Director: Sion Sono
Writers: Aaron Hendry and Reza Sixo Safai
Staring: Nicolas Cage, Sofia Boutella, Bill Moseley, Nick Cassavetes and Tak Sakaguchi
Sion Sono is a unique and interesting director and it’s no surprise that Nicolas Cage would end up working with him in his first English-spoken film, Prisoners of the Ghostland. Cage has described the film as ‘the wildest movie I’ve ever made’ and that’s a large claim for the star of Mandy, Vampire’s Kiss and Willy’s Wonderland.
Prisoners of the Ghostland is like Mad Max on acid. It’s a bizarre post-apocalyptic samurai, wild west, neon infused world with characters that would feel at home in Twin Peaks. It’s an intense thrill-ride with strange moments of comedy and blood that steams out of people’s necks like confetti. This is a film where Nicolas Cage, who plays a character simply named Hero, can shout ‘testicle’ at the top of his lungs and somehow be one of the more normal characters in the film. The villain, The Governor (Bill Moseley, House of 1000 Corpses), wears a pristine white suit and has a fan club that just chants his name over and over. He feels closer to Colonel Sanders than a cult leader.
Cage is great, as usual, and is keeping up his string of great films after a decade of mediocre to terrible. Since Mandy he has been on a winning streak and hopefully that won’t end anytime soon. It’s hard to tell if he’s at his craziest here, the world around him is surely stranger, but he is intense in an often quiet kind of way. We’re introduced to Hero when he is robbing a bank at gunpoint. You’re instantly told that he’s the bad guy, but you can’t help but root for him. He spends a large part of the middle of the film asleep and dreaming about the world around him. It’s through the dreams that we get the world explained to us and it’s fitting that the dreams are more straight forward than the waking world.
The action is strange and unique. There is a lot of sword fighting, where it’s clear that the sword doesn’t connect, there’s no blood, and then lots of streaming fountains of blood elsewhere. It’s a strange odd mix of too little and too much to be realistic but more than enough to keep it entertaining. The fighting is entertaining and the whole film passes along at a quick pace. It’s a little over ninety minutes, but doesn’t feel like it. The world it creates, feels that this should be the first episode of a show or the introduction to a sprawling Fallout style game.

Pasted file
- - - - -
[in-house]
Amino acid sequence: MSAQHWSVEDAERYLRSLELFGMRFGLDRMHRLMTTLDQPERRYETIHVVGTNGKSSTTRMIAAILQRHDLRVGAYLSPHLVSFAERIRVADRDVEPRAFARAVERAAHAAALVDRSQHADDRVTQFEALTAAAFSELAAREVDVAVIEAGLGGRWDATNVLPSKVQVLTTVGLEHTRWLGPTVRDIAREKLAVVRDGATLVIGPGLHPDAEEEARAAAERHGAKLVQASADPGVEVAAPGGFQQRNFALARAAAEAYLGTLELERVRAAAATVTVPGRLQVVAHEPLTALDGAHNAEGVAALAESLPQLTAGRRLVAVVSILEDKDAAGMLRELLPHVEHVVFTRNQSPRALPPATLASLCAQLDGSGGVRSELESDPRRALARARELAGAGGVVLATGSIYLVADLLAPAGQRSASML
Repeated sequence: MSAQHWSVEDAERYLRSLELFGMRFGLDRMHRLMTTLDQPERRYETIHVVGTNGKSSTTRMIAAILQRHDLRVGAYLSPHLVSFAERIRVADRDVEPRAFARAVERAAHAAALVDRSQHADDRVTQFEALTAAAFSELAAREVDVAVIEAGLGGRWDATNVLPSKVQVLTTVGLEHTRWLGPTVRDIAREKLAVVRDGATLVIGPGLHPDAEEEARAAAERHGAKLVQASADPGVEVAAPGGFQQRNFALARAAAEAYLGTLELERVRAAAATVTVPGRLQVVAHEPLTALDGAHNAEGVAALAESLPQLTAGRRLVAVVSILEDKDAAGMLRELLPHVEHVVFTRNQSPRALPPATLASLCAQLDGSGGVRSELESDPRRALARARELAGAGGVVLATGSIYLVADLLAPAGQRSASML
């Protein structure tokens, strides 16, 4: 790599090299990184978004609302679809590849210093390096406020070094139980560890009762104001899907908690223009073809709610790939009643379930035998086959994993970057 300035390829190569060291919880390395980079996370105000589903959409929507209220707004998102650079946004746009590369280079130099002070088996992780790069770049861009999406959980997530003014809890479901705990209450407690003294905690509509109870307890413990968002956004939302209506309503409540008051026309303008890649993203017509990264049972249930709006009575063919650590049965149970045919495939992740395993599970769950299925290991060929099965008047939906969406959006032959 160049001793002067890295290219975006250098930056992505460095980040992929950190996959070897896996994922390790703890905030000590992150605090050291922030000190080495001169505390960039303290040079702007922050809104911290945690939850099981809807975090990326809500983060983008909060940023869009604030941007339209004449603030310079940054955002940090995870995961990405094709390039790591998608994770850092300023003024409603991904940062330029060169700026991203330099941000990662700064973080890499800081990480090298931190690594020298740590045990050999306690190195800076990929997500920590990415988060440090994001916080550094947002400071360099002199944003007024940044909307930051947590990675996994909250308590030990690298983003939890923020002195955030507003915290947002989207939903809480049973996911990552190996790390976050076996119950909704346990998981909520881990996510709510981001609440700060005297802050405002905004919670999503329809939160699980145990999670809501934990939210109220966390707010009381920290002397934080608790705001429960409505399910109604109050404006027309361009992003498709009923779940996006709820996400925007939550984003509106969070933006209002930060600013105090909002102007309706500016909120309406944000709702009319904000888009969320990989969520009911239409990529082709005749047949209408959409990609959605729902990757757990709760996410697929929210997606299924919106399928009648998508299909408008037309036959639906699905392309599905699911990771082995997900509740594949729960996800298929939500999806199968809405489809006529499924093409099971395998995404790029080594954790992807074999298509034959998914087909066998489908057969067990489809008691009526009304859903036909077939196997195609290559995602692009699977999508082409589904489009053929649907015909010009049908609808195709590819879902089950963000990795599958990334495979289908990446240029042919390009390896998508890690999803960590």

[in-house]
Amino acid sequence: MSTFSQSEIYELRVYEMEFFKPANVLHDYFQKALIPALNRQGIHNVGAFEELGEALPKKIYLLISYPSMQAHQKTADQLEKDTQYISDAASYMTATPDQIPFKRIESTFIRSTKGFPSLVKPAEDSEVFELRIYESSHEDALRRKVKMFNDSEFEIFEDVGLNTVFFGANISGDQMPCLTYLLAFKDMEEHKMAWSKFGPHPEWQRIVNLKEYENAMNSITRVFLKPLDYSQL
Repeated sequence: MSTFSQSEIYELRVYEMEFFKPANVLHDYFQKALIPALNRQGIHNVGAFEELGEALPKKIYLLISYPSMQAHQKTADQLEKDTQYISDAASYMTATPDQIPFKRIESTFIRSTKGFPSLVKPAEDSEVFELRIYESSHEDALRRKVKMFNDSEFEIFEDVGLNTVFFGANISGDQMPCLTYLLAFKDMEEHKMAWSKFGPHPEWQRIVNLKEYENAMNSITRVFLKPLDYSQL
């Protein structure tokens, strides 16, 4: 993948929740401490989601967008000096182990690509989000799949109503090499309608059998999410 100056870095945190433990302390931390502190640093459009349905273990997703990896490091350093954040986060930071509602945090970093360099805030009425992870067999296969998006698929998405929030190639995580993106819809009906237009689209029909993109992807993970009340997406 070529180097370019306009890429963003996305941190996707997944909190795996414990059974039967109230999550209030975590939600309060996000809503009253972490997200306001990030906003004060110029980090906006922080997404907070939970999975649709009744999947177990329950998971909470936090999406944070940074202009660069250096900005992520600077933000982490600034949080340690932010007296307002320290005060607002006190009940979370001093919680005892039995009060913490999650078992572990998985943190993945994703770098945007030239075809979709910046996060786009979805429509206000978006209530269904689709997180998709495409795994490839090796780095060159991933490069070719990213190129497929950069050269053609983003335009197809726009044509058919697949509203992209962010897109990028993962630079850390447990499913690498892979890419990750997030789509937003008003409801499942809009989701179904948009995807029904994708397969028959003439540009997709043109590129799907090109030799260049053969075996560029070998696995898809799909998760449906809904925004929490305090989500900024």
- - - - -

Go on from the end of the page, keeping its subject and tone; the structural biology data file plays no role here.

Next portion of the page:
There is a lot to unpack outside of the story. Lots of images and moments that feel significant, from the banners promoting tax in the background, to the posters advertising ‘make this country great again’ with a mushroom cloud. It’s a film that definitely feels like a blend of American and Japanese culture and is dealing with the strong influence the American occupation had over Japan after the Second World War. There’s a theme of time and looking back, and how our past haunts us. A recurring image is the boy who died in the bank robbery at the beginning. Prisoners of the Ghostland gives you enough to think about and unpack while at its core it’s an action packed adventure of Hero saving Bernice (Sofia Boutella, The Mummy). It sums up this film that he first finds her trapped inside pieces of mannequins.
The aesthetic in this film is completely beautiful. From the opening scene with the bright coloured gumballs and bold clashing colours the customers in the bank are wearing that Sono knows how to make something look cinematic. It’s reminiscent of Tokyo Drifter with colours clashing with the largely white background. The world beyond the bank is fascinating to look at as well, with bright neon lights clashing with the muted colours of the post-apocalyptic world. The score is also fantastic a mix of loud and epic sweeping music and softer synth moments.
Prisoners of the Ghostland is completely bonkers. It’s not hard to get into in the same way that Aronofsky’s Mother, or David Lynch’s stranger outings are. It’s completely accessible and enjoyable as a strange goofy film and when you peel back some of the layers there is something more to discover.